Abogados y Economistas


Criminal liability of companies in Spain

- Ignacio de Gispert Grau

Spanish criminal law used to follow the principle of “societas delinquere non potest” – inherited from ancient Roman law – which means that companies cannot commit crimes, only individuals may be responsible for crimes. However, Spanish lawmakers recently changed this system, switching to an Anglo-Saxon inspired model in which companies can also be charged with crimes.

Such modification has been carried out by means of an amendment of the Criminal Code (“Código Penal”).  The amendment brings to the Criminal Code the following matters:

1. Companies may be charged with criminal responsibility in the following events:

  • For offences committed by managers and legal representatives of the company, when acting on behalf of the company and for its benefit. 
  • For crimes committed by employees of the company while carrying out their functions and for the benefit of the company, unless due control has been applied.
    In this case, the basis of the responsibility established by the Code is the failure of the duty of control. Thus, in the event of a crime committed by an employee, the company shall be responsible only if managers have failed to have a certain degree of control over the activities of the company and its employees. In other words, the manager in charge of the compliance tasks may avoid with his work that the company is considered criminally responsible. 

2. Companies may be responsible only for some crimes (money laundering, environmental crimes, tax avoidance, etc.).

3. Mitigating circumstances for the criminal responsibility of companies: admission of the crime before the procedure starts, collaboration with the investigations of the facts and repair of the damage caused before the trial takes place. 

4. Liability exemption for the adoption of prevention measures in order to avoid crimes (compliance programs). The law establishes a different regulation of the exemption depending on which crime we are dealing with:

  • For crimes committed by legal representatives of the company, the exemption will take place if:
    • The board of directors has applied effectively a compliance program that foresees and reduces the risk of the commission of those crimes.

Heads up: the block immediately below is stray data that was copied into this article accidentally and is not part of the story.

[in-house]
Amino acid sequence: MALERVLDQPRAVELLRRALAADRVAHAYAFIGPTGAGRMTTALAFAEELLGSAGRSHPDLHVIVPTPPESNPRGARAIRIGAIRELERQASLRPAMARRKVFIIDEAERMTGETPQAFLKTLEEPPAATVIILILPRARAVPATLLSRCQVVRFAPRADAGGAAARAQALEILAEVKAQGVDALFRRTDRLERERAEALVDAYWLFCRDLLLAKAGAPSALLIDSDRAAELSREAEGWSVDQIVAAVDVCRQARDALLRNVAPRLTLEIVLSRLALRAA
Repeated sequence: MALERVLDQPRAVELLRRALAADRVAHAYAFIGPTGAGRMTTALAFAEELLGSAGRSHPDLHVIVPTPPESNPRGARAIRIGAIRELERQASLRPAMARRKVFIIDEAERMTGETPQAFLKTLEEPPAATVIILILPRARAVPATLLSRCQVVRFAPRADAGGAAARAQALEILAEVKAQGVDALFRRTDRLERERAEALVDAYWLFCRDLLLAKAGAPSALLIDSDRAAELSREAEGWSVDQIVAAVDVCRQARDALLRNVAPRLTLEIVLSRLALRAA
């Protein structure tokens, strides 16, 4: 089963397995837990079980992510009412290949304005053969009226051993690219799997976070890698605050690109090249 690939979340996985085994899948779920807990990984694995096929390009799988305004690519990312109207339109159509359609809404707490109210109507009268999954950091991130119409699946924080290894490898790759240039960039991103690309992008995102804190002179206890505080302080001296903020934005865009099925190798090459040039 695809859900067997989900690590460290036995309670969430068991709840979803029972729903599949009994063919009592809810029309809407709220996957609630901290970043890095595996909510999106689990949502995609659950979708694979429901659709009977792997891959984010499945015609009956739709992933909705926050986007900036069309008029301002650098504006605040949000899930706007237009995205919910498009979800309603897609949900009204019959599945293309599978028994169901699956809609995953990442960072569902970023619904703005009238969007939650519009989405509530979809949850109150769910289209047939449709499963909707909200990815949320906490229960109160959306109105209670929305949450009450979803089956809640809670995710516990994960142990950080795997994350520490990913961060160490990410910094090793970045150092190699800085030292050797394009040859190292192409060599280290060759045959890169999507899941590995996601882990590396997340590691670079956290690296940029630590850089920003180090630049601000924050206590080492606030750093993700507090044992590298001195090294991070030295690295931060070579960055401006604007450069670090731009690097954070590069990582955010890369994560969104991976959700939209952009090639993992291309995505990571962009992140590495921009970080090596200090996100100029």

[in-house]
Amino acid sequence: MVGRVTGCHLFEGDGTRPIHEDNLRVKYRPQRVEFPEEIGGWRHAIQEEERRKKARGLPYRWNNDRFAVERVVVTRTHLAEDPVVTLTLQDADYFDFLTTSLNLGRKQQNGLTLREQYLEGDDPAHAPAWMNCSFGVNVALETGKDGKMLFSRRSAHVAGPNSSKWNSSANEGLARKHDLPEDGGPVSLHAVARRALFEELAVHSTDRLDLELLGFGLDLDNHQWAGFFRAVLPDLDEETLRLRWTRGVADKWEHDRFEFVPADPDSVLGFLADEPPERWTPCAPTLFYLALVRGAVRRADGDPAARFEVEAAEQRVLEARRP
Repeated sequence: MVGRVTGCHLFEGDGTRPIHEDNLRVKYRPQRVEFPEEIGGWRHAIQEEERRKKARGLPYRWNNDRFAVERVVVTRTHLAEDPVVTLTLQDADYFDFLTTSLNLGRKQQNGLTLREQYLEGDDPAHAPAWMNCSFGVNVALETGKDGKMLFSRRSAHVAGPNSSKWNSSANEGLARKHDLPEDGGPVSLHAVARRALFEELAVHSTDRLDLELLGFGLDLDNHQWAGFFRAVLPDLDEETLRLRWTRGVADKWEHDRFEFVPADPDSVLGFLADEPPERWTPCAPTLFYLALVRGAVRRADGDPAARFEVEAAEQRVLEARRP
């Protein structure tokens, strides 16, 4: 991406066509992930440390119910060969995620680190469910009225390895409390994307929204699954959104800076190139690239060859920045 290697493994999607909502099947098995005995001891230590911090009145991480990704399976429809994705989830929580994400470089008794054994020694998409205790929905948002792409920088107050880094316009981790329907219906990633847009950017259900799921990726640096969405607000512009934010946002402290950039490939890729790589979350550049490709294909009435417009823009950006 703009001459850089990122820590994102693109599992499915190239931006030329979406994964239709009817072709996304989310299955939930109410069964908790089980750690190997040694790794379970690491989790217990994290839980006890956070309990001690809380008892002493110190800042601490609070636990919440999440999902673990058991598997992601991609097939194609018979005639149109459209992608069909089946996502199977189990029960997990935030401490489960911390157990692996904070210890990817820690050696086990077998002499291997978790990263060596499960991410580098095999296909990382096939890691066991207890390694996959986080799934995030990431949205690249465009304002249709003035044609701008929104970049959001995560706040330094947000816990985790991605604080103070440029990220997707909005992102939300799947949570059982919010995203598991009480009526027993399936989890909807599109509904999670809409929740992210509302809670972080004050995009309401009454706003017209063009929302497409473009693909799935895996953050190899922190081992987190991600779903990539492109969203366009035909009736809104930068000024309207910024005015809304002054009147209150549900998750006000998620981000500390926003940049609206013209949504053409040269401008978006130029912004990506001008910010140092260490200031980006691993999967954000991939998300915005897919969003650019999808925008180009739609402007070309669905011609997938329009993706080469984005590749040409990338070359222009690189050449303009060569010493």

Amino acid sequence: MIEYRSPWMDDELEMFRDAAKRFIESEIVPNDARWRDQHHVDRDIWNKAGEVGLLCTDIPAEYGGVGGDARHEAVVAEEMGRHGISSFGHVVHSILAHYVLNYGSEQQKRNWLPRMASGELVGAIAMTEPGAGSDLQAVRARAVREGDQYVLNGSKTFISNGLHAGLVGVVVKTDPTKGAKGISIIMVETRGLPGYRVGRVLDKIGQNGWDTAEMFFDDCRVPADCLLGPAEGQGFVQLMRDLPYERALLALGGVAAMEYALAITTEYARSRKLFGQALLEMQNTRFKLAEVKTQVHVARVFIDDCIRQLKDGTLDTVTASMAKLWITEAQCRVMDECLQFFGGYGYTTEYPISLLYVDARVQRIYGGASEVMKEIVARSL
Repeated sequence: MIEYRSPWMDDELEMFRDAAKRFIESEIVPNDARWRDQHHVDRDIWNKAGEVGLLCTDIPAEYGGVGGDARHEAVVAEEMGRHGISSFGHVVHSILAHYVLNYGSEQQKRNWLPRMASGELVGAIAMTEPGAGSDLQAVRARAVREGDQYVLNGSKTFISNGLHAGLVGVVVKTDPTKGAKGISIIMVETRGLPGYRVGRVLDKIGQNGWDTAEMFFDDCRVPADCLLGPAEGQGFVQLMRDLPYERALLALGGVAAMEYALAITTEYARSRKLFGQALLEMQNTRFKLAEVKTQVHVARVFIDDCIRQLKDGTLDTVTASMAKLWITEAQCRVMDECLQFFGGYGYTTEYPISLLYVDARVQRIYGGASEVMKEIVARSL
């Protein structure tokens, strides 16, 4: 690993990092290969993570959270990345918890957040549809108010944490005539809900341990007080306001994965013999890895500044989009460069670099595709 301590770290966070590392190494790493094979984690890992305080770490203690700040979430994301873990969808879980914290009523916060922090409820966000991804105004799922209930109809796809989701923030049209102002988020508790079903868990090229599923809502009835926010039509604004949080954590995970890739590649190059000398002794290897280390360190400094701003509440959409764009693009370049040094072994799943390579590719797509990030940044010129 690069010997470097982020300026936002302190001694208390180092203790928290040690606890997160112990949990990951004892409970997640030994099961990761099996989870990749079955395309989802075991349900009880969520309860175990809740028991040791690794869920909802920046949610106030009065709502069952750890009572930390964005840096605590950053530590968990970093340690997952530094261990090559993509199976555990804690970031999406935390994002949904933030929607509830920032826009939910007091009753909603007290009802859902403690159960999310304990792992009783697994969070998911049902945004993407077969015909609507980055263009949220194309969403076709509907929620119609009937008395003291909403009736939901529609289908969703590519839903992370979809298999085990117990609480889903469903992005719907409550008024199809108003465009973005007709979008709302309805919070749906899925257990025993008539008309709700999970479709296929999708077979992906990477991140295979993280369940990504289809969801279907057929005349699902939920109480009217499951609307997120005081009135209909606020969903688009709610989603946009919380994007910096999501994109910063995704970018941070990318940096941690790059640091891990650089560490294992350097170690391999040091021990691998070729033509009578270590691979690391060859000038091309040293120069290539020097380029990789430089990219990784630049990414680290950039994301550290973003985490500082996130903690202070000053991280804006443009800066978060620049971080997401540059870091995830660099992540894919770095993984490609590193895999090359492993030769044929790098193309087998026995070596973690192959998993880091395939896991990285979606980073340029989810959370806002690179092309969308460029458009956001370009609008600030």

• The supervision and implementation of the compliance program has been entrusted to an independent body.
    • The perpetrators of the crime have fraudulently avoided the compliance program.
    • No failures or omissions of the control of the compliance program’s application have took place. 
  • For crimes committed by employees of the company while carrying out their functions, the exemption will take place in the event that the company, before the commission of the crime, has approved and effectively applied a model of organization and management that is adequate to prevent crimes. 

The amendment brings also a useful regulation that establishes the content that an adequate compliance program may have.  Such content is the following:

  • Identification of the activities in which crimes are more likely to be committed.
  • Procedures for decision-making in those particular areas.
  • Management models for the administration of financial resources.
  • Obligation of reporting to the surveillance body possible risks and/or failures of the program.
  • Penalties for the non-observance of the regulations of the compliance program.

Finally, the Code establishes that the company will have to review the compliance program regularly, in order to adapt it to the changing circumstances of the company. 

In small companies, the management body can assume the control functions and the implementation of the prevention measures. However, in the rest of companies those functions have to be assumed by an independent body.

To sum up, Spanish lawmakers have changed the principle of non-responsibility of companies for criminal offences to a system in which, under some circumstances, companies can be liable for crimes. The new regulation establishes a system of criminal responsibility for the company for, on one hand, crimes committed by managers and legal representatives on its behalf, and, on the other hand, crimes committed by employees; in the event that the company has failed to apply proper preventing measures. Thus, the duty of control of the implementation of the preventing measures and the issuance and application of a compliance program become particularly important for Spanish companies.  




(1)  “Ley Orgánica 5/2010, de 22 de junio, por la que se modifica la Ley Orgánica 10/1995, de 23 de noviembre, del Código Penal” and “Ley Orgánica 1/2015, de 30 de marzo, por la que se modifica la Ley Orgánica 10/1995, de 23 de noviembre, del Código Penal”.

(2) Small companies will be those that are allowed to submit abridged annual accounts (“cuentas anuales abreviadas”) before the Commercial Registry, in accordance with Spanish Law on Corporations.

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